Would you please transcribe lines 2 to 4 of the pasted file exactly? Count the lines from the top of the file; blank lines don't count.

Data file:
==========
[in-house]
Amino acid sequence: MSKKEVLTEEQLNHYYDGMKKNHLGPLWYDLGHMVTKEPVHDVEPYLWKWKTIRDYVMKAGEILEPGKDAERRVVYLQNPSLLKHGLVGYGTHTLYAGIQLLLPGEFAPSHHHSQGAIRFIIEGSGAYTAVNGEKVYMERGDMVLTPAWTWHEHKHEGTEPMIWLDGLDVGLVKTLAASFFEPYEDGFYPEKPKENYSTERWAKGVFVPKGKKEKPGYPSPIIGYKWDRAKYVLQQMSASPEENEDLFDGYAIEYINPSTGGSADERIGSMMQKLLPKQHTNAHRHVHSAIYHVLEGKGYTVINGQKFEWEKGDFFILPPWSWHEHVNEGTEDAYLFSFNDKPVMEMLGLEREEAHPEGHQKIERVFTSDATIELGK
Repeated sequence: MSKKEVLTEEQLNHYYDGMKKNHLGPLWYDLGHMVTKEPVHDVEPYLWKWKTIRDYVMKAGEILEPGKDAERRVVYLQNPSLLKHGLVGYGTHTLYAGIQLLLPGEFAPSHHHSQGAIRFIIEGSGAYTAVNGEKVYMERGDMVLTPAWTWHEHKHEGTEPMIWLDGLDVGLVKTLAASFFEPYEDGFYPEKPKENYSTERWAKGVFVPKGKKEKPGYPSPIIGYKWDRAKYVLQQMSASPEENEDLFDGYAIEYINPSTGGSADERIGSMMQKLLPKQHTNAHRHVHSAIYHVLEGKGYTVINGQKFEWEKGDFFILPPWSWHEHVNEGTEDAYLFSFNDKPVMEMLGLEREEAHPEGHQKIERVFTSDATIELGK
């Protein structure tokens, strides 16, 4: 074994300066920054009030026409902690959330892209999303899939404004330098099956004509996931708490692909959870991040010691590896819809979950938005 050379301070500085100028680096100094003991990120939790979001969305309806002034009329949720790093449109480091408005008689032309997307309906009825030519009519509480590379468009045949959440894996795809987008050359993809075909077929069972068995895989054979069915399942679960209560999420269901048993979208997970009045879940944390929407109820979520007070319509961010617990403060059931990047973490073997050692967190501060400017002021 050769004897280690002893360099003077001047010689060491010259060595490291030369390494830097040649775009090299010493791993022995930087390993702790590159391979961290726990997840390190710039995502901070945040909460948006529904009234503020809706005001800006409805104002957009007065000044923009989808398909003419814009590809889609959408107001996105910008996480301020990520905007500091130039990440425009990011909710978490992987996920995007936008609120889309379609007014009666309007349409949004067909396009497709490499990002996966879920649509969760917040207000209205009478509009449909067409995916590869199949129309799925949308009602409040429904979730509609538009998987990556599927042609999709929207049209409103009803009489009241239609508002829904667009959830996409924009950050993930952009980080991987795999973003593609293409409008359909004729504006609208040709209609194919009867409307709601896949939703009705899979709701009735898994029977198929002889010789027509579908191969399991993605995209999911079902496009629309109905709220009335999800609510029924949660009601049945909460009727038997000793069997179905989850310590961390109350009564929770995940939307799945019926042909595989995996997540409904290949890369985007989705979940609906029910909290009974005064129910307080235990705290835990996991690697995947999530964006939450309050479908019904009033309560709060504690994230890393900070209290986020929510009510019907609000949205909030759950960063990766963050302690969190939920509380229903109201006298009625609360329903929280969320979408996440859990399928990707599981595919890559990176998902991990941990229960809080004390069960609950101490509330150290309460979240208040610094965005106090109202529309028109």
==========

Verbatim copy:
Amino acid sequence: MSKKEVLTEEQLNHYYDGMKKNHLGPLWYDLGHMVTKEPVHDVEPYLWKWKTIRDYVMKAGEILEPGKDAERRVVYLQNPSLLKHGLVGYGTHTLYAGIQLLLPGEFAPSHHHSQGAIRFIIEGSGAYTAVNGEKVYMERGDMVLTPAWTWHEHKHEGTEPMIWLDGLDVGLVKTLAASFFEPYEDGFYPEKPKENYSTERWAKGVFVPKGKKEKPGYPSPIIGYKWDRAKYVLQQMSASPEENEDLFDGYAIEYINPSTGGSADERIGSMMQKLLPKQHTNAHRHVHSAIYHVLEGKGYTVINGQKFEWEKGDFFILPPWSWHEHVNEGTEDAYLFSFNDKPVMEMLGLEREEAHPEGHQKIERVFTSDATIELGK
Repeated sequence: MSKKEVLTEEQLNHYYDGMKKNHLGPLWYDLGHMVTKEPVHDVEPYLWKWKTIRDYVMKAGEILEPGKDAERRVVYLQNPSLLKHGLVGYGTHTLYAGIQLLLPGEFAPSHHHSQGAIRFIIEGSGAYTAVNGEKVYMERGDMVLTPAWTWHEHKHEGTEPMIWLDGLDVGLVKTLAASFFEPYEDGFYPEKPKENYSTERWAKGVFVPKGKKEKPGYPSPIIGYKWDRAKYVLQQMSASPEENEDLFDGYAIEYINPSTGGSADERIGSMMQKLLPKQHTNAHRHVHSAIYHVLEGKGYTVINGQKFEWEKGDFFILPPWSWHEHVNEGTEDAYLFSFNDKPVMEMLGLEREEAHPEGHQKIERVFTSDATIELGK
């Protein structure tokens, strides 16, 4: 074994300066920054009030026409902690959330892209999303899939404004330098099956004509996931708490692909959870991040010691590896819809979950938005 050379301070500085100028680096100094003991990120939790979001969305309806002034009329949720790093449109480091408005008689032309997307309906009825030519009519509480590379468009045949959440894996795809987008050359993809075909077929069972068995895989054979069915399942679960209560999420269901048993979208997970009045879940944390929407109820979520007070319509961010617990403060059931990047973490073997050692967190501060400017002021 050769004897280690002893360099003077001047010689060491010259060595490291030369390494830097040649775009090299010493791993022995930087390993702790590159391979961290726990997840390190710039995502901070945040909460948006529904009234503020809706005001800006409805104002957009007065000044923009989808398909003419814009590809889609959408107001996105910008996480301020990520905007500091130039990440425009990011909710978490992987996920995007936008609120889309379609007014009666309007349409949004067909396009497709490499990002996966879920649509969760917040207000209205009478509009449909067409995916590869199949129309799925949308009602409040429904979730509609538009998987990556599927042609999709929207049209409103009803009489009241239609508002829904667009959830996409924009950050993930952009980080991987795999973003593609293409409008359909004729504006609208040709209609194919009867409307709601896949939703009705899979709701009735898994029977198929002889010789027509579908191969399991993605995209999911079902496009629309109905709220009335999800609510029924949660009601049945909460009727038997000793069997179905989850310590961390109350009564929770995940939307799945019926042909595989995996997540409904290949890369985007989705979940609906029910909290009974005064129910307080235990705290835990996991690697995947999530964006939450309050479908019904009033309560709060504690994230890393900070209290986020929510009510019907609000949205909030759950960063990766963050302690969190939920509380229903109201006298009625609360329903929280969320979408996440859990399928990707599981595919890559990176998902991990941990229960809080004390069960609950101490509330150290309460979240208040610094965005106090109202529309028109």